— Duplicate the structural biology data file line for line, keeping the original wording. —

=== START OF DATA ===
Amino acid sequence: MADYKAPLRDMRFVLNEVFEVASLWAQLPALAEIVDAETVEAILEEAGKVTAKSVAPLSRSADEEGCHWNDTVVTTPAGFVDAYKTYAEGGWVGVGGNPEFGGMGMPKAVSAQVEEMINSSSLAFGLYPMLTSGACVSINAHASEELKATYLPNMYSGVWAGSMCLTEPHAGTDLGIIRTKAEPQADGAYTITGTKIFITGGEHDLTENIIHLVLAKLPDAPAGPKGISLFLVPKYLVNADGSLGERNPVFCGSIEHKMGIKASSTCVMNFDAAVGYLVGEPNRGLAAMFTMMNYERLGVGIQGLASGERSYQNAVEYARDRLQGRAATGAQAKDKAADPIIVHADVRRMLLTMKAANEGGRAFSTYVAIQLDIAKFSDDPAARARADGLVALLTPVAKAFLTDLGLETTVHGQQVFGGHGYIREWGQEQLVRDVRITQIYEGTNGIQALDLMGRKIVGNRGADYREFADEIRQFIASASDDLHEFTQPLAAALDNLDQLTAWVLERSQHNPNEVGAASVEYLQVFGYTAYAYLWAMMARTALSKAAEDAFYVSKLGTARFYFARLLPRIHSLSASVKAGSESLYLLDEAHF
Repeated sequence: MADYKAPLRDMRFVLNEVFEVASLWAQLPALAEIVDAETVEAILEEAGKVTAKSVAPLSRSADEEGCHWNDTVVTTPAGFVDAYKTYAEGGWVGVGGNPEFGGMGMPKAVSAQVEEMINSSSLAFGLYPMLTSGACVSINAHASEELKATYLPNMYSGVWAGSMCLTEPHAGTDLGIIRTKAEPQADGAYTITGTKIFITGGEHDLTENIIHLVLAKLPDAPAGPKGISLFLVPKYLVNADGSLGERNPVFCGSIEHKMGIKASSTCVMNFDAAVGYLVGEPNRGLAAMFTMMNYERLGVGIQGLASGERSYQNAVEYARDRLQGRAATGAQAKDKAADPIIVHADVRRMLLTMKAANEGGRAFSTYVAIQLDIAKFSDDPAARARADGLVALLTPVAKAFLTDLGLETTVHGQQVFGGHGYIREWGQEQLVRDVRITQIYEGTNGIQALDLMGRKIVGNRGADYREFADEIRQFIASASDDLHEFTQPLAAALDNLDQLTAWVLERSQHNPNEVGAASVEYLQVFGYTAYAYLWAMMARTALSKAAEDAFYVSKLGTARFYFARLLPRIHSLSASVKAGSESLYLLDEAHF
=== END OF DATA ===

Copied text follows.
Amino acid sequence: MADYKAPLRDMRFVLNEVFEVASLWAQLPALAEIVDAETVEAILEEAGKVTAKSVAPLSRSADEEGCHWNDTVVTTPAGFVDAYKTYAEGGWVGVGGNPEFGGMGMPKAVSAQVEEMINSSSLAFGLYPMLTSGACVSINAHASEELKATYLPNMYSGVWAGSMCLTEPHAGTDLGIIRTKAEPQADGAYTITGTKIFITGGEHDLTENIIHLVLAKLPDAPAGPKGISLFLVPKYLVNADGSLGERNPVFCGSIEHKMGIKASSTCVMNFDAAVGYLVGEPNRGLAAMFTMMNYERLGVGIQGLASGERSYQNAVEYARDRLQGRAATGAQAKDKAADPIIVHADVRRMLLTMKAANEGGRAFSTYVAIQLDIAKFSDDPAARARADGLVALLTPVAKAFLTDLGLETTVHGQQVFGGHGYIREWGQEQLVRDVRITQIYEGTNGIQALDLMGRKIVGNRGADYREFADEIRQFIASASDDLHEFTQPLAAALDNLDQLTAWVLERSQHNPNEVGAASVEYLQVFGYTAYAYLWAMMARTALSKAAEDAFYVSKLGTARFYFARLLPRIHSLSASVKAGSESLYLLDEAHF
Repeated sequence: MADYKAPLRDMRFVLNEVFEVASLWAQLPALAEIVDAETVEAILEEAGKVTAKSVAPLSRSADEEGCHWNDTVVTTPAGFVDAYKTYAEGGWVGVGGNPEFGGMGMPKAVSAQVEEMINSSSLAFGLYPMLTSGACVSINAHASEELKATYLPNMYSGVWAGSMCLTEPHAGTDLGIIRTKAEPQADGAYTITGTKIFITGGEHDLTENIIHLVLAKLPDAPAGPKGISLFLVPKYLVNADGSLGERNPVFCGSIEHKMGIKASSTCVMNFDAAVGYLVGEPNRGLAAMFTMMNYERLGVGIQGLASGERSYQNAVEYARDRLQGRAATGAQAKDKAADPIIVHADVRRMLLTMKAANEGGRAFSTYVAIQLDIAKFSDDPAARARADGLVALLTPVAKAFLTDLGLETTVHGQQVFGGHGYIREWGQEQLVRDVRITQIYEGTNGIQALDLMGRKIVGNRGADYREFADEIRQFIASASDDLHEFTQPLAAALDNLDQLTAWVLERSQHNPNEVGAASVEYLQVFGYTAYAYLWAMMARTALSKAAEDAFYVSKLGTARFYFARLLPRIHSLSASVKAGSESLYLLDEAHF